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October 24, 2003 - Image 19

Resource type:
Text
Publication:
The Detroit Jewish News, 2003-10-24

Disclaimer: Computer generated plain text may have errors. Read more about this.

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Their Own Words

2004 candidates woo Arab Americans.

RON KAMPEAS
Jewish Telegraphic Agency

Dearborn

M

ost of the eight
Democratic candidates
for president who gave
speeches at an Arab
American Institute conference last
weekend in Dearborn appealed to the
constituency's opposition to the Iraq
war and the USA Patriot Act.
The Israeli-Palestinian issue proved
more problematic, with candidates
hewing to policies that fell well short
of the "get tough on Israel" stance the
Arab American Institute advocates.

Sen. John Edwards (N.C.) and Rep.
Dick Gephardt (Mo.) hardly men-
tioned Israel, except to condemn
President George W. Bush for with-
drawing from the conflict.

Sen.. Joe Lieberman (Conn.): "If we
believe, as I do, that our foreign policy
is at its best when it is based first on
our values and second on our strategic
interests, then America does have a
special relationship with Israel, based
on its democratic values and political
system, and our strong strategic
alliance."

Rep. Dennis Kucinich (Ohio): "We
must use our considerable influence
with Israel to ask Israel to stop build-
ing walls, ask Israel to tear down the
walls, ask Israel to not participate in
the building of any new settlements,
because we have to recognize that in
order to achieve peace, we must stop
anything that smacks of isolation, or
of creating conditions which will
make it that much more difficult to
achieve a peaceful agreement."

Sen. John Kerry (Mass.): "No peace
process will ever be successful unless
Israelis and Palestinians are committed
to that process and willing to take
steps that each side finds difficult.
Palestinian leaders must bring an end
to the violence against Israelis and
find a way, with the help of others, to
rein in militant groups. Israel must be
prepared to meet its obligations ..."

Gen. Wesley Clark was sick with flu

and had his speech read: "Israel is the
key U.S. ally in the region and it does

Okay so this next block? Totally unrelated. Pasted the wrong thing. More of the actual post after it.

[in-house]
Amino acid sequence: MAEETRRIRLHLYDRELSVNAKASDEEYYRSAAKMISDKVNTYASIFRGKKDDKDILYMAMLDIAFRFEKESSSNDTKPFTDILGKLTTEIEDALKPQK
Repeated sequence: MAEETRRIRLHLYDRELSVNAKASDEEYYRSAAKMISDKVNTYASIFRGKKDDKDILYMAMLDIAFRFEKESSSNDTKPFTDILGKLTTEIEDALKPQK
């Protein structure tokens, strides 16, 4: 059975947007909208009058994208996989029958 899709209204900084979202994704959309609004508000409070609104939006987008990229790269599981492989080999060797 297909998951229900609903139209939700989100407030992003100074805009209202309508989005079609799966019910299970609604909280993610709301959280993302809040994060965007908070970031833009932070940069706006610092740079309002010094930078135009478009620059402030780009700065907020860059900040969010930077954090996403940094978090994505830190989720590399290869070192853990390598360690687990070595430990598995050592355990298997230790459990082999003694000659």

have the right to defend itself, includ-
ing going after terrorists."

Former Vermont Gov. Howard
Dean on terrorism: "Eighty percent of
the Palestinians live below the poverty
line, and every Israeli parent worries
about their child coming home." On
the security fence: "I'm concerned
about the course of the wall. I need to
know more about it. It's a short-term
measure of the difficulties the Israelis
face in dealing with terror."

Lease For

Former Illinois Sen. Carol Moseley
Braun: "Certainly the Palestinian peo-
ple have the right to choose their own
leadership, and to bring into the room
whoever they choose ..." "There's no
question but that the destiny — they
have shared destinies, in regards to the
region, in regards to resources such as
water, in regards to the economy, and
so that shared destiny ought to be able
to provide the basis upon which there
Can be some progress beyond what
we've seen before."
When pressed on the security fence,
Braun said: "You know, the United
States can no more make Israel take
down the wall than it could make the
Palestinians not send Yasser Arafat to
the negotiations. I mean, the fact of
the matter is these are issues that have
to be worked out on the ground."

Also delivering remarks was former
Montana Gov. Mark Racicot, who
chairs the Bush re-election campaign:
"The president has made it plain
throughout the course of his term that
he is committed to the road map for
peace in the Middle East: He is com-
mitted to an independent Palestinian
.state, and he has on more than one
occasion spoken to the issues of vio-
lence that have visited Palestinians and
the people of Israel, throughout a long
and very difficult period of time.
"He is setting about to provide the
leadership needed and necessary, for
people, individual people, in that
region to seize the moment, and the
opportunity with assistance from the
international community to once and
for all bring peace and stability to that
part of the world." El

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